Empty Nest — Souls Unfolding

Ever have those moments in life when you wish that you were someone or something else?  I’m reminded of the movie I watched as a child, The Incredible Mr. Limpet.  “I wish I wish, I wish I was a fish, ‘cuz fishes have a better life than people,” says Don Knotts who subsequently falls into the ocean and miraculously becomes a fish.  I’m not saying that I want to become a fish.  No way. I want to become a mother hummingbird and here’s why:  baby hummingbirds, merely three weeks old, start stretching and pumping their new wings readying themselves for their departure in the ensuing days.  Even when they’ve started their new, autonomous life, the mother hummingbird still feeds her babies for two to three days after they have left the nest.  With great care, she ushers them to the best places to catch insects and to gather nectar. Then, she chases them off to live on their own.  Evidently, she’s absolutely fine with the fact that they’ll never come home again for Thanksgiving, Christmas, Hanukkah, or birthdays; they’ll never call her on Mother’s Day; they’ll never, ever need her again in the span of their lifetime!  Think of it, she suffers no identity crisis, no depression, she has no need for extensive therapy, or weight gain due to copious amounts of food trying to fill the void.  Her empty nest is merely…empty.

Being the only daughter, and youngest member of my ‘flock,’ I was never allowed to wander too far from the family nest.  My middle brother, the proverbial black sheep of the family, moved to New York with his wife and infant son in tow.  My family was aghast, and my parents literally sat Shiva.  My remaining brothers and I stayed close to home.

The night my son was born and I witnessed the miracle of his tiny mouth suckling my breast at long last, I was reminded of the prose from Khalil Gibran:  “Your children, are not your children.  They are the sons and daughters of Life’s longing itself.  They come through you, but not from you.  And though they are with you yet they belong not to you.”

In that quiet and gentle life affirming moment, I inhaled joy, and exhaled a profound sense of sadness.  I promised my son, Jacob, that his wings would not be clipped as mine had been, and that he would be encouraged to explore his own thoughts and dreams wherever that would take him.  And then I kissed his fuzzy brown head, and cried.  No longer holding him within my body, sharing, nurturing, growing, containing him, I realized he was his very own soul, complete unto himself, with his very own journey.  It felt like a small part of my heart calved like an iceberg off a mighty Alaskan glacier – a new Self was being born.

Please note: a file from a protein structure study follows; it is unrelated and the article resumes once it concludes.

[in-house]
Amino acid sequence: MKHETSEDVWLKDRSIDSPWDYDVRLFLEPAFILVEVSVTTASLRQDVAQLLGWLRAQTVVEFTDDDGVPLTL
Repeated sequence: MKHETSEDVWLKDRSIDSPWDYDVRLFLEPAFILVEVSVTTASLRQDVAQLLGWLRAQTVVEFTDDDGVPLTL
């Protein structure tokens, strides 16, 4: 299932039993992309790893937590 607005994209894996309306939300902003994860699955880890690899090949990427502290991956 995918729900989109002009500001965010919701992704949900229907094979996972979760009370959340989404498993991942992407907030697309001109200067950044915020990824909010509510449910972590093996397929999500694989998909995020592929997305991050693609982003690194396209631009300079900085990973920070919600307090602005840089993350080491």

A few weeks shy of his first birthday, my video camera had become an appendage in my right hand.  It was more than apparent that Jacob wanted to walk, and I could literally hear Neil Armstrong’s voice, “One small step for baby, one giant leap for Jacob.”  And then one night, he let go of our round, pine coffee table and walked.  Camera in hand, you could hear me crying and laughing, as I got a great shot of our brown carpet – technical, I’m not.  I missed the first few steps, but once I gained my composure, I got the next few tippy toe strides.  Another piece of my heart calved; a new Self was being born.

It happened again on his first day of kindergarten.  I walked him to school, and brought him into his new classroom; a kiss, a hug, and off he went.  I waited outside with the other moms just in case he needed me.  I caught a glimpse of him playing blocks with a little girl.  After a while, he got up, walked to the classroom door and told me to go home.  I looked at the woman next to me whose terrified daughter clung to her leg like mussels on a pier piling.  “You should be proud of yourself, you did a great job.”  My eyes welled; another calving.

And so it goes with each changing cycle of my son’s life.  Graduating elementary school, middle school, high school, piano recitals, sleep-aways, Bar Mitzvah, school trips to Europe, proms, getting his driver’s license, buying his first car, going away (far away) to college, falling in love, having his heart broken…more pieces of my heart, suddenly falling and breaking away.  A new Self was being born.

The concept of an empty nest was painfully introduced to me on the first Christmas my ex husband took our son away to Denver.  Empty nest defined as: “The stage in a family’s cycle when the children have grown up and left home to begin their own adult lives.  Note:  For parents, the empty nest sometimes results in midlife anxiety.”

Jacob was five.  The divorce had been amicable up until the moment Jacob’s father announced it was time for his son to participate in a traditional Colorado Christmas — without me. Anxiety doesn’t begin to describe how I felt when Jacob left for a week.  I haunted the house like a soul trapped between here and the afterlife.  I cried myself to sleep every night.  I sat in his room, held his favorite stuffed animal close to me, and felt as if some huge shift had occurred, and that life would never be the same again.  Surrounded by Jacob’s childhood cherishables, I realized that NOTHING stays the same.  Every life experience carries the seed of change.  Right then and there I knew that in the blink of an eye Jacob would be pack up his adolescent life, and take off, leaving behind his beloved toys, his books, his loving dog, Bamsa, and me, soaring out of reach, out of sight to places unknown.  In that moment, with that undeniable, unquestionable truth, my resolve to hold my child with open hands, and a resilient heart, allowing for his inevitable flight, encouraging it, assisting it, insisting upon it…became my mission; like a kindred soul with the mother hummingbird.  And for both Jacob and me, a new Self is being born.

Could it be that the greatest perfection is…imperfection?

Shouldn’t your baby be a Gerber baby?